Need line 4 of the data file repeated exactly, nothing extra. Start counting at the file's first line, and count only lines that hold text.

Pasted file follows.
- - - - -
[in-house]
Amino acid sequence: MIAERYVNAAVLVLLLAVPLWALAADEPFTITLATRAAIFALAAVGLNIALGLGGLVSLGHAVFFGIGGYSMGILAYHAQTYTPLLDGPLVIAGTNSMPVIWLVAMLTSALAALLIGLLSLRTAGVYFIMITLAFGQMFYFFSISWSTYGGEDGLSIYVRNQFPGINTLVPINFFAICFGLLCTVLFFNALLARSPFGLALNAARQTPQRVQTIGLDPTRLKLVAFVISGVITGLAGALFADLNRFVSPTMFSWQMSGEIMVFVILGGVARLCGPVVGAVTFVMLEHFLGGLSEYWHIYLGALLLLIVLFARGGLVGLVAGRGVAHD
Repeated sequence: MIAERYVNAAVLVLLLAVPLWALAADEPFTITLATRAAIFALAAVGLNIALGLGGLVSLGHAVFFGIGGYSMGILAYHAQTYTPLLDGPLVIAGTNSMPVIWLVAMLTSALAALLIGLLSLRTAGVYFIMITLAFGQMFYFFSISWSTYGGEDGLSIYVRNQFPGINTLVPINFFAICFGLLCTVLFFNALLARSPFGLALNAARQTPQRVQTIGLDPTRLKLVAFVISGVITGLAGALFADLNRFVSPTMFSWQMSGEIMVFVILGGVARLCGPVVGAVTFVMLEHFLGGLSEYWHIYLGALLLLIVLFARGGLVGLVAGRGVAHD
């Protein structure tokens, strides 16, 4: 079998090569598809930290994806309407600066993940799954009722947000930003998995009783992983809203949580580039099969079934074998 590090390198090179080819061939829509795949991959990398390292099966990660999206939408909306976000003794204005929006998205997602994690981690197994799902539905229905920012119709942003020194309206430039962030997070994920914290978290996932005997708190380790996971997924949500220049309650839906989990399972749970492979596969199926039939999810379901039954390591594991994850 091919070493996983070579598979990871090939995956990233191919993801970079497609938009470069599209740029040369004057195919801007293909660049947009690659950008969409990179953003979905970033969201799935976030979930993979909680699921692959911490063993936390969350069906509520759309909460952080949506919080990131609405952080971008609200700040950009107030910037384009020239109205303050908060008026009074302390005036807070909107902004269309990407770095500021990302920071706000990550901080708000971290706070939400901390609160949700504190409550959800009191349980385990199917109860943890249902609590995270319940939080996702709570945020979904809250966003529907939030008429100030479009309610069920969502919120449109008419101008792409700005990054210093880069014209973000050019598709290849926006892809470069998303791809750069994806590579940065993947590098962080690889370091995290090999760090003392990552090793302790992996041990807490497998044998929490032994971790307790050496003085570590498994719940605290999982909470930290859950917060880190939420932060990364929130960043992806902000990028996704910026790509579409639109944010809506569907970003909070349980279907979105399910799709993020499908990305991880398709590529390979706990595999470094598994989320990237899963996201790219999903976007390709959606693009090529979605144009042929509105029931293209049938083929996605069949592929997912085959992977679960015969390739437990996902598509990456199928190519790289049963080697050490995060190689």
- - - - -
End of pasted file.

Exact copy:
């Protein structure tokens, strides 16, 4: 079998090569598809930290994806309407600066993940799954009722947000930003998995009783992983809203949580580039099969079934074998 590090390198090179080819061939829509795949991959990398390292099966990660999206939408909306976000003794204005929006998205997602994690981690197994799902539905229905920012119709942003020194309206430039962030997070994920914290978290996932005997708190380790996971997924949500220049309650839906989990399972749970492979596969199926039939999810379901039954390591594991994850 091919070493996983070579598979990871090939995956990233191919993801970079497609938009470069599209740029040369004057195919801007293909660049947009690659950008969409990179953003979905970033969201799935976030979930993979909680699921692959911490063993936390969350069906509520759309909460952080949506919080990131609405952080971008609200700040950009107030910037384009020239109205303050908060008026009074302390005036807070909107902004269309990407770095500021990302920071706000990550901080708000971290706070939400901390609160949700504190409550959800009191349980385990199917109860943890249902609590995270319940939080996702709570945020979904809250966003529907939030008429100030479009309610069920969502919120449109008419101008792409700005990054210093880069014209973000050019598709290849926006892809470069998303791809750069994806590579940065993947590098962080690889370091995290090999760090003392990552090793302790992996041990807490497998044998929490032994971790307790050496003085570590498994719940605290999982909470930290859950917060880190939420932060990364929130960043992806902000990028996704910026790509579409639109944010809506569907970003909070349980279907979105399910799709993020499908990305991880398709590529390979706990595999470094598994989320990237899963996201790219999903976007390709959606693009090529979605144009042929509105029931293209049938083929996605069949592929997912085959992977679960015969390739437990996902598509990456199928190519790289049963080697050490995060190689």